operates in that language without changes to the binary. An internationalized application must display all of its text in
the user's language and accept textual input in that same language. It must also display dates, times, and numbers in
the appropriate format for the language environment.
X internationalization is based on the ANSI−C internationalization model. This approach is based on the concept of
localization, whereby an application uses a library that reads a customizing database at startup time. This database
contains information about the characteristics of every locale that is supported by the system. When an application
establishes its locale by calling setlocale(), the library customizes the behavior of various routines based on the
locale. See the Third Edition of Volume One, Xlib Programming Manual, for a complete description of the concepts
and implementation of X internationalization.
Xt support of internationalization is trivial in most applications; the only additional code needed is a call to
XtSetLanguageProc() before the toolkit is initialized. XtSetLanguageProc() sets the language procedure
that is used to set the locale of an application. The first argument to the routine specifies an application context, the
second argument specifies the language procedure, and the third parameter specifies additional data that is passed to
the language procedure when it is called. Since the language procedure is responsible for setting the locale, an Xt
application does not call setlocale() directly. The language procedure is called by
XtDisplayInitialize().
If the second argument to XtSetLanguageProc() is NULL, the routine registers a default language procedure.
Here's the call that we used in the source code to set the default language procedure:
XtSetLanguageProc (NULL, NULL, NULL);
The default language procedure sets the locale according to the LANG environment variable, verifies that the current
locale is supported, and returns the value of the current locale. For more information about establishing the locale in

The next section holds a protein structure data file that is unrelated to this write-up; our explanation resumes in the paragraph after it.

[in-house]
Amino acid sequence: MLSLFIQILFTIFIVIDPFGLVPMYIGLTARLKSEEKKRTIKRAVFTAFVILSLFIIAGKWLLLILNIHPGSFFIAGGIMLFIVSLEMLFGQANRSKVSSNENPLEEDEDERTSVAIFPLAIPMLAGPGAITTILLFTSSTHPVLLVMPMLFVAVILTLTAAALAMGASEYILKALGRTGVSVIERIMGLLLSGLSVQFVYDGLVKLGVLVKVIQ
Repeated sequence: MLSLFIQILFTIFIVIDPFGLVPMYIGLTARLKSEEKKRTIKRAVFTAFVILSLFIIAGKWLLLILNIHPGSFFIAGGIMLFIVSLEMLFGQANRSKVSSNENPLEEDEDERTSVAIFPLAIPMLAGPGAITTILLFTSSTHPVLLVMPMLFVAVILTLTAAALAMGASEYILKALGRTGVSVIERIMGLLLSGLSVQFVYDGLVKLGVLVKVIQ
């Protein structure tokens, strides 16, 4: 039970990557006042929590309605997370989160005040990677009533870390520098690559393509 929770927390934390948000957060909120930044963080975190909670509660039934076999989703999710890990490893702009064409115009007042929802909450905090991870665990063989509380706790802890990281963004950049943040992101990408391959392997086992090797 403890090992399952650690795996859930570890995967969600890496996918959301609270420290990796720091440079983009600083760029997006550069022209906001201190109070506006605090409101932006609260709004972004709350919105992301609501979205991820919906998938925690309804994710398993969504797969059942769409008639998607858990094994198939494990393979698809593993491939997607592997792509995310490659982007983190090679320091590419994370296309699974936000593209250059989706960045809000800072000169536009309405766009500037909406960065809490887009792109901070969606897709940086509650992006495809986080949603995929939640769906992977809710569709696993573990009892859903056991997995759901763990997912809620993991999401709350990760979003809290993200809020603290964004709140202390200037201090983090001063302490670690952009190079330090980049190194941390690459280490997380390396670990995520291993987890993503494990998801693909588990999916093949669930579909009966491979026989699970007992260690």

an Xt application, see Volume Four, X Toolkit Intrinsics Programming Manual.
Most of the support for internationalization in Motif 1.2 is provided by Xlib and Xt. Xlib provides support for
internationalized text output, interclient communication, and localization of the resource database, while Xt handles
establishing the locale. The Motif Text and TextField widgets have been modified to support internationalized text
input and output; see Section #stexti18n for more information. The Motif routines that work with compound strings
and font lists have also been updated in Motif 1.2. See Chapter 19, Compound Strings, for details on the new API for
XmString and XmFontList values.
3.3.3 Initializing the Toolkit
Before an application creates any widgets, it must initialize the toolkit. There are many ways to perform this task,
most of which also perform a number of related tasks, such as opening a connection to the X server and loading the
resource database. Here's a list of some of the things that are almost always done:
Open the application's connection to the X server.
Parse the command line for the standard X Toolkit command−line options plus any custom command−line
options that have been defined for the application.
Create the resource database using the app−defaults file, if any, as well as any user, host, and locale−specific
resource files.
Create the application's top−level window, a Shell class widget that handles interaction with the window
manager and acts as the parent of all of the other widgets in the application.
There are several functions available to perform toolkit initialization. The one we use most often is
XtVaAppInitialize(), since it performs all of the functions listed above in one convenient call. Here's the call
3 The Motif Programming Model 3.3.3 Initializing the Toolkit
28
we used in the source code
Widget toplevel;
XtAppContext app;
toplevel = XtVaAppInitialize (&app, "Hello", NULL, 0,
&argc, argv, NULL, NULL);
The widget returned by XtVaAppInitialize() is a shell widget. The shell widget acts as the top−level window